New Bond Funds Act Like Bonds Only Better
Fidelity and PIMCO get innovative with TIPS and muni funds.
In most ways owning bond funds is superior to owning bonds directly. You get greater diversification so that one issue going bad or maturing at the market bottom doesn't hurt you. You also get better prices--if you think your $20,000 purchase is getting the same treatment as a $10 million purchase from a mutual fund giant, you're deluded. In fact, it's extremely difficult to know if you're getting a good price. And funds offer crucial research--that typically determines what the right price should be--on things like call features, credit quality, and payment structures that you can't get on your own.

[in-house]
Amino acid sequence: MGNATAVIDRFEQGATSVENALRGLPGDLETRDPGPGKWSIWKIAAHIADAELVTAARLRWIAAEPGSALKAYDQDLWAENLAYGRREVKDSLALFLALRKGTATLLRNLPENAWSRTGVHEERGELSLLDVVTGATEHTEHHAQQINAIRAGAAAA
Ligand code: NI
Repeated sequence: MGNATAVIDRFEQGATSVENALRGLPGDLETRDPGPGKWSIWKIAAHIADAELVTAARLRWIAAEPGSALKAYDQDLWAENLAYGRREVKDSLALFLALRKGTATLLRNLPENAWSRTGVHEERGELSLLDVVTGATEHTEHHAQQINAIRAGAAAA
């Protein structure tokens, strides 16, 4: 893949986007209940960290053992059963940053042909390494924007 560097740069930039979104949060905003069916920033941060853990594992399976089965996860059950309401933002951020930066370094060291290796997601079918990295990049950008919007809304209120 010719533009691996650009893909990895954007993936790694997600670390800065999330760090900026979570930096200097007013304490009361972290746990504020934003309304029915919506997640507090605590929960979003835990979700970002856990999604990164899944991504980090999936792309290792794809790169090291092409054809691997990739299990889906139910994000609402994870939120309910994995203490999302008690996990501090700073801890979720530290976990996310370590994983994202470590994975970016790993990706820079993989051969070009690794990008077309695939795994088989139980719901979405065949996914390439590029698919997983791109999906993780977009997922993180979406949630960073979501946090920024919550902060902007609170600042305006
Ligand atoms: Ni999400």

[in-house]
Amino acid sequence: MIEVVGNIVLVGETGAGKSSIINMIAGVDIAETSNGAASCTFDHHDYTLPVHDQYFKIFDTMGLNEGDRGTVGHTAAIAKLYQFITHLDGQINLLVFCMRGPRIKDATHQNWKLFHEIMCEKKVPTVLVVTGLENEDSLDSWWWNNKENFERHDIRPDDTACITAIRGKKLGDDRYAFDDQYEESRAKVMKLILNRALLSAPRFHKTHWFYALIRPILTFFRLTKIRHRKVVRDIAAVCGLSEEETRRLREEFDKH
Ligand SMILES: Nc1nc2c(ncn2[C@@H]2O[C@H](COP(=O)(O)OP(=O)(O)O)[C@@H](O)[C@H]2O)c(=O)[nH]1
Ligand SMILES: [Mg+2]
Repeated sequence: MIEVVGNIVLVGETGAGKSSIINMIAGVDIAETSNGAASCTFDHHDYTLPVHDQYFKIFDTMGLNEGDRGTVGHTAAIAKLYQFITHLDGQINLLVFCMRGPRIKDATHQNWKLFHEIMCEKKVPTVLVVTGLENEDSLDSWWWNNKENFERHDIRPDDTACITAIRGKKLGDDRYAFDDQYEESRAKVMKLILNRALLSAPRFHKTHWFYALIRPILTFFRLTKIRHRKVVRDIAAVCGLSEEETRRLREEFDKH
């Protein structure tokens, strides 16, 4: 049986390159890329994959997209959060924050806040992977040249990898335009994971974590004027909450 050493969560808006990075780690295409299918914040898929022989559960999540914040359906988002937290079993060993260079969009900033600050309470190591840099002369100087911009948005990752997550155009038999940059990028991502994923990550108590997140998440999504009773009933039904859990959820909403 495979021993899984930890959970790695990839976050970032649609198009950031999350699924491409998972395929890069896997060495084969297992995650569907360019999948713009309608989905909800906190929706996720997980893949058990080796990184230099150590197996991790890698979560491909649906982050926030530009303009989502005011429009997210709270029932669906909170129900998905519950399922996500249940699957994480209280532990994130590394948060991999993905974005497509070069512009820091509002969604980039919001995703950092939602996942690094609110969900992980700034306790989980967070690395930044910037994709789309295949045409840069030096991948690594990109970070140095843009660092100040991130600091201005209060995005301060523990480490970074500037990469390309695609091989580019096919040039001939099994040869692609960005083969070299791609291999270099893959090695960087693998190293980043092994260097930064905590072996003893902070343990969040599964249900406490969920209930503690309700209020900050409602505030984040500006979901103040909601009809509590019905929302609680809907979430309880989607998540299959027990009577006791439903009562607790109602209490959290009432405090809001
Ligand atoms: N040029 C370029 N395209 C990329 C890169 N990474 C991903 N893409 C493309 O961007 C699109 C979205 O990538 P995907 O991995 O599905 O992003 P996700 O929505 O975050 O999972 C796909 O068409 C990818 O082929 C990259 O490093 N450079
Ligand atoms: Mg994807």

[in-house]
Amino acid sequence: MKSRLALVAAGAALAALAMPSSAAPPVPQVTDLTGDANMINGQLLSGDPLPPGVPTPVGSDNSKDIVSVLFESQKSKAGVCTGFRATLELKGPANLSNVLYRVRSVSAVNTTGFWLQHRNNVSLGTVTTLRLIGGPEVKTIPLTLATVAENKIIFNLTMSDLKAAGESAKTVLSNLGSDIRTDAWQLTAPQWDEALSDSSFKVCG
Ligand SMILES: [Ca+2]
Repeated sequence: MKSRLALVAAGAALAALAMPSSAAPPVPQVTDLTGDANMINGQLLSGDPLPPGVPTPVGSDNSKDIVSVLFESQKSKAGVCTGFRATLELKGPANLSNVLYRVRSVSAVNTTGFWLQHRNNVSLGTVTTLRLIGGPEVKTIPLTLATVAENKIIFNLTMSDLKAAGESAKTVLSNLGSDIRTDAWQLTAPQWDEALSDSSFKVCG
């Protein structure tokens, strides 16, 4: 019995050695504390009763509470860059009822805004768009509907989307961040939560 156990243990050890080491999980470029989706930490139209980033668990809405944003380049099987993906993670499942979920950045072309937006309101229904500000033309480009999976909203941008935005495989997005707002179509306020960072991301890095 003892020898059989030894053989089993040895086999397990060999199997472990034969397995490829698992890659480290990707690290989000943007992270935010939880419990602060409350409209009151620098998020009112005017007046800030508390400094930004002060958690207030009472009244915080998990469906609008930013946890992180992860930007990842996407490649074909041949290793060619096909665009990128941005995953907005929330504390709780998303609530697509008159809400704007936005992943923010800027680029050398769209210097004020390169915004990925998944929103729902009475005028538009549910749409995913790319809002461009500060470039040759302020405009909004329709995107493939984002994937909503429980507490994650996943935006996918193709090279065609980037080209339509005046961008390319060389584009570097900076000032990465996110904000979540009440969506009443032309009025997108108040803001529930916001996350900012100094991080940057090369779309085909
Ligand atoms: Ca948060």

However, bonds have a couple of advantages over bond funds. They give you greater predictability about how much you'll have to spend at a certain date. Admittedly, you don't know what inflation will be, so you still won't know how far those dollars will go.
In addition, you can more closely tailor a bond portfolio to your money needs by lining up a ladder of maturity dates. (However, you still face the challenge of losing income as you have to reinvest interest income in small sums or wait until you've accumulated enough to reinvest.)
Russel Kinnel does not own shares in any of the securities mentioned above. Find out about Morningstar’s editorial policies.